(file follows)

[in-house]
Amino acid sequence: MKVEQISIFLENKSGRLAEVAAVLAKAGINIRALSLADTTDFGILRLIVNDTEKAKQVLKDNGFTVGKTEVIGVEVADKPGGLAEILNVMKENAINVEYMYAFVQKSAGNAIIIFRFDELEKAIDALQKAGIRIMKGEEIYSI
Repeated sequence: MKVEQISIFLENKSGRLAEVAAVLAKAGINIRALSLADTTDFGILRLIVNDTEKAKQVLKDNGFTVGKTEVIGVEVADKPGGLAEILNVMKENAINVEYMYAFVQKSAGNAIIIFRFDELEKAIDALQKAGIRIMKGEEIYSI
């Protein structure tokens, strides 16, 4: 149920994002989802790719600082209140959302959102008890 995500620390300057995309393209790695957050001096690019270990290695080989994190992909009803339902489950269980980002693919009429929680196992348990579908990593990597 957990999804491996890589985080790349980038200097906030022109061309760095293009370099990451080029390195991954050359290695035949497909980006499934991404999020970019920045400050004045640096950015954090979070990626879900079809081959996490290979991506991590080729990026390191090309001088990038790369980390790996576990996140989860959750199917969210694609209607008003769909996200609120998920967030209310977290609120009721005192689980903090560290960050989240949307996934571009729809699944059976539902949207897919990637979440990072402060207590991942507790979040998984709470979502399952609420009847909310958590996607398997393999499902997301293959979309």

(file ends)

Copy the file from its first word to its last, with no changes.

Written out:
[in-house]
Amino acid sequence: MKVEQISIFLENKSGRLAEVAAVLAKAGINIRALSLADTTDFGILRLIVNDTEKAKQVLKDNGFTVGKTEVIGVEVADKPGGLAEILNVMKENAINVEYMYAFVQKSAGNAIIIFRFDELEKAIDALQKAGIRIMKGEEIYSI
Repeated sequence: MKVEQISIFLENKSGRLAEVAAVLAKAGINIRALSLADTTDFGILRLIVNDTEKAKQVLKDNGFTVGKTEVIGVEVADKPGGLAEILNVMKENAINVEYMYAFVQKSAGNAIIIFRFDELEKAIDALQKAGIRIMKGEEIYSI
């Protein structure tokens, strides 16, 4: 149920994002989802790719600082209140959302959102008890 995500620390300057995309393209790695957050001096690019270990290695080989994190992909009803339902489950269980980002693919009429929680196992348990579908990593990597 957990999804491996890589985080790349980038200097906030022109061309760095293009370099990451080029390195991954050359290695035949497909980006499934991404999020970019920045400050004045640096950015954090979070990626879900079809081959996490290979991506991590080729990026390191090309001088990038790369980390790996576990996140989860959750199917969210694609209607008003769909996200609120998920967030209310977290609120009721005192689980903090560290960050989240949307996934571009729809699944059976539902949207897919990637979440990072402060207590991942507790979040998984709470979502399952609420009847909310958590996607398997393999499902997301293959979309």